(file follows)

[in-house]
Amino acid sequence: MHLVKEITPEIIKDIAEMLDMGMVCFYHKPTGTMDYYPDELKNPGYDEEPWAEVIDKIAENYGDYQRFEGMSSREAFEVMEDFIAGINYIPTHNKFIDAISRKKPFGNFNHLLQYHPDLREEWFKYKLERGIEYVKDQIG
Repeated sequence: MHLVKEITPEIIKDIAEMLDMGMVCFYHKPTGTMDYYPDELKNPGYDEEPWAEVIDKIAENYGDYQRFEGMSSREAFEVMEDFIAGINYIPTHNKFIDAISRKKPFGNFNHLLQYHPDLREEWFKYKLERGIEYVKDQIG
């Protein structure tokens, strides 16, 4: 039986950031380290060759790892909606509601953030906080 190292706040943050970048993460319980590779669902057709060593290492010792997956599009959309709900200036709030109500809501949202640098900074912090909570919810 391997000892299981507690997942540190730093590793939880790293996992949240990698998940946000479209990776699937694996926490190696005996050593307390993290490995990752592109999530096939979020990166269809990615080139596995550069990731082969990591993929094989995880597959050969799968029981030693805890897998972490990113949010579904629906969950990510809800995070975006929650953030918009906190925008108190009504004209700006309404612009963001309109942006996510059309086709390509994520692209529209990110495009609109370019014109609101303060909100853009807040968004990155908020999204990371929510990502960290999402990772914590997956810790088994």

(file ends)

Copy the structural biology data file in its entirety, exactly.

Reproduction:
[in-house]
Amino acid sequence: MHLVKEITPEIIKDIAEMLDMGMVCFYHKPTGTMDYYPDELKNPGYDEEPWAEVIDKIAENYGDYQRFEGMSSREAFEVMEDFIAGINYIPTHNKFIDAISRKKPFGNFNHLLQYHPDLREEWFKYKLERGIEYVKDQIG
Repeated sequence: MHLVKEITPEIIKDIAEMLDMGMVCFYHKPTGTMDYYPDELKNPGYDEEPWAEVIDKIAENYGDYQRFEGMSSREAFEVMEDFIAGINYIPTHNKFIDAISRKKPFGNFNHLLQYHPDLREEWFKYKLERGIEYVKDQIG
């Protein structure tokens, strides 16, 4: 039986950031380290060759790892909606509601953030906080 190292706040943050970048993460319980590779669902057709060593290492010792997956599009959309709900200036709030109500809501949202640098900074912090909570919810 391997000892299981507690997942540190730093590793939880790293996992949240990698998940946000479209990776699937694996926490190696005996050593307390993290490995990752592109999530096939979020990166269809990615080139596995550069990731082969990591993929094989995880597959050969799968029981030693805890897998972490990113949010579904629906969950990510809800995070975006929650953030918009906190925008108190009504004209700006309404612009963001309109942006996510059309086709390509994520692209529209990110495009609109370019014109609101303060909100853009807040968004990155908020999204990371929510990502960290999402990772914590997956810790088994």